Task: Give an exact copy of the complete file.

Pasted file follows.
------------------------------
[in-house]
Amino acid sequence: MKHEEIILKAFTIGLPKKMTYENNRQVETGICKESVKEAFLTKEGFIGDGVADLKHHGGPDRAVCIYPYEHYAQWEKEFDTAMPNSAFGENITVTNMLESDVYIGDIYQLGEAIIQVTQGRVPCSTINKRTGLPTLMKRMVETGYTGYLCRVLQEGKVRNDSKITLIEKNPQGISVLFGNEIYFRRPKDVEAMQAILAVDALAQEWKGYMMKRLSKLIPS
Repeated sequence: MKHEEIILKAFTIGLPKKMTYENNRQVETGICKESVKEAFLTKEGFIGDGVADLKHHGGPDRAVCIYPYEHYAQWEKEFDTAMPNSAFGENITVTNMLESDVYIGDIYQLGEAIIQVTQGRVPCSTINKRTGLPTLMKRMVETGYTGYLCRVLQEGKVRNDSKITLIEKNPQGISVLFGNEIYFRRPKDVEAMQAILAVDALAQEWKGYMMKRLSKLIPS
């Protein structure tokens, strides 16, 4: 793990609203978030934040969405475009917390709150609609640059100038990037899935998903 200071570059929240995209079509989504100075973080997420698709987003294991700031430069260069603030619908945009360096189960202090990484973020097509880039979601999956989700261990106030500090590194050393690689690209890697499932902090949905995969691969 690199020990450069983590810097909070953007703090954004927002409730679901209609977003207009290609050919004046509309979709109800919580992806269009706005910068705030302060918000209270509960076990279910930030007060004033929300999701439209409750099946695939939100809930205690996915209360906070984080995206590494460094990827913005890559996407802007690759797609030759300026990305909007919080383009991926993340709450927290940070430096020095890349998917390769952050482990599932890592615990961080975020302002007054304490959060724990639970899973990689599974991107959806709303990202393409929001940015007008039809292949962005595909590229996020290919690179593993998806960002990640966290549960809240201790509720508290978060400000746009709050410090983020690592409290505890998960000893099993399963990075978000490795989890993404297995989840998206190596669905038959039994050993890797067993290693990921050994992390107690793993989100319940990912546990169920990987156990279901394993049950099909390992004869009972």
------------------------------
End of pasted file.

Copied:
[in-house]
Amino acid sequence: MKHEEIILKAFTIGLPKKMTYENNRQVETGICKESVKEAFLTKEGFIGDGVADLKHHGGPDRAVCIYPYEHYAQWEKEFDTAMPNSAFGENITVTNMLESDVYIGDIYQLGEAIIQVTQGRVPCSTINKRTGLPTLMKRMVETGYTGYLCRVLQEGKVRNDSKITLIEKNPQGISVLFGNEIYFRRPKDVEAMQAILAVDALAQEWKGYMMKRLSKLIPS
Repeated sequence: MKHEEIILKAFTIGLPKKMTYENNRQVETGICKESVKEAFLTKEGFIGDGVADLKHHGGPDRAVCIYPYEHYAQWEKEFDTAMPNSAFGENITVTNMLESDVYIGDIYQLGEAIIQVTQGRVPCSTINKRTGLPTLMKRMVETGYTGYLCRVLQEGKVRNDSKITLIEKNPQGISVLFGNEIYFRRPKDVEAMQAILAVDALAQEWKGYMMKRLSKLIPS
């Protein structure tokens, strides 16, 4: 793990609203978030934040969405475009917390709150609609640059100038990037899935998903 200071570059929240995209079509989504100075973080997420698709987003294991700031430069260069603030619908945009360096189960202090990484973020097509880039979601999956989700261990106030500090590194050393690689690209890697499932902090949905995969691969 690199020990450069983590810097909070953007703090954004927002409730679901209609977003207009290609050919004046509309979709109800919580992806269009706005910068705030302060918000209270509960076990279910930030007060004033929300999701439209409750099946695939939100809930205690996915209360906070984080995206590494460094990827913005890559996407802007690759797609030759300026990305909007919080383009991926993340709450927290940070430096020095890349998917390769952050482990599932890592615990961080975020302002007054304490959060724990639970899973990689599974991107959806709303990202393409929001940015007008039809292949962005595909590229996020290919690179593993998806960002990640966290549960809240201790509720508290978060400000746009709050410090983020690592409290505890998960000893099993399963990075978000490795989890993404297995989840998206190596669905038959039994050993890797067993290693990921050994992390107690793993989100319940990912546990169920990987156990279901394993049950099909390992004869009972």